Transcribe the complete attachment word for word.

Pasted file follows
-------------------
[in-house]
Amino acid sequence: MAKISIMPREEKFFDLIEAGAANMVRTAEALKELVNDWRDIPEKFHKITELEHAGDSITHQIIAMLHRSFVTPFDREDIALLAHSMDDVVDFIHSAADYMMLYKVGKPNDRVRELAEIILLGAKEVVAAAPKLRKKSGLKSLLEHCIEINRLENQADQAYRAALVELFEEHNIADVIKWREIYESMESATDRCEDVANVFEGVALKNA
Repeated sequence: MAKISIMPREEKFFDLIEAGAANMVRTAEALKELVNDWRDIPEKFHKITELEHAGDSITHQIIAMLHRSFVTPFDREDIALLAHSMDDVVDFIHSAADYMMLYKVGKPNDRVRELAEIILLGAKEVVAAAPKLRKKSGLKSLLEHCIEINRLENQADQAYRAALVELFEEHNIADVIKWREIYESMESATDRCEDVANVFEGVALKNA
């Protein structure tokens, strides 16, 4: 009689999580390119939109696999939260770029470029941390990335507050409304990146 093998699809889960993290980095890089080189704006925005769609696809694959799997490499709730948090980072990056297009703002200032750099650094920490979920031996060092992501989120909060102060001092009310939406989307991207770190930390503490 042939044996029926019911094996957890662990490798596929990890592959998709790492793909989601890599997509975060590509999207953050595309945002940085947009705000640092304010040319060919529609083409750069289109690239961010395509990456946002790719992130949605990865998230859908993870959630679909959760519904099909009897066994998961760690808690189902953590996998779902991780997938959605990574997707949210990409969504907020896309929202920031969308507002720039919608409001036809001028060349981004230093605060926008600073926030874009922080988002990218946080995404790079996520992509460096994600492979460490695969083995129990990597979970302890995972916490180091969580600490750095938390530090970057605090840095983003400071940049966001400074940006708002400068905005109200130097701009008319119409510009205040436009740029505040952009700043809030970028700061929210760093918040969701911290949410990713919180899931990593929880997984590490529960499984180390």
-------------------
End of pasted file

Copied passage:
[in-house]
Amino acid sequence: MAKISIMPREEKFFDLIEAGAANMVRTAEALKELVNDWRDIPEKFHKITELEHAGDSITHQIIAMLHRSFVTPFDREDIALLAHSMDDVVDFIHSAADYMMLYKVGKPNDRVRELAEIILLGAKEVVAAAPKLRKKSGLKSLLEHCIEINRLENQADQAYRAALVELFEEHNIADVIKWREIYESMESATDRCEDVANVFEGVALKNA
Repeated sequence: MAKISIMPREEKFFDLIEAGAANMVRTAEALKELVNDWRDIPEKFHKITELEHAGDSITHQIIAMLHRSFVTPFDREDIALLAHSMDDVVDFIHSAADYMMLYKVGKPNDRVRELAEIILLGAKEVVAAAPKLRKKSGLKSLLEHCIEINRLENQADQAYRAALVELFEEHNIADVIKWREIYESMESATDRCEDVANVFEGVALKNA
């Protein structure tokens, strides 16, 4: 009689999580390119939109696999939260770029470029941390990335507050409304990146 093998699809889960993290980095890089080189704006925005769609696809694959799997490499709730948090980072990056297009703002200032750099650094920490979920031996060092992501989120909060102060001092009310939406989307991207770190930390503490 042939044996029926019911094996957890662990490798596929990890592959998709790492793909989601890599997509975060590509999207953050595309945002940085947009705000640092304010040319060919529609083409750069289109690239961010395509990456946002790719992130949605990865998230859908993870959630679909959760519904099909009897066994998961760690808690189902953590996998779902991780997938959605990574997707949210990409969504907020896309929202920031969308507002720039919608409001036809001028060349981004230093605060926008600073926030874009922080988002990218946080995404790079996520992509460096994600492979460490695969083995129990990597979970302890995972916490180091969580600490750095938390530090970057605090840095983003400071940049966001400074940006708002400068905005109200130097701009008319119409510009205040436009740029505040952009700043809030970028700061929210760093918040969701911290949410990713919180899931990593929880997984590490529960499984180390």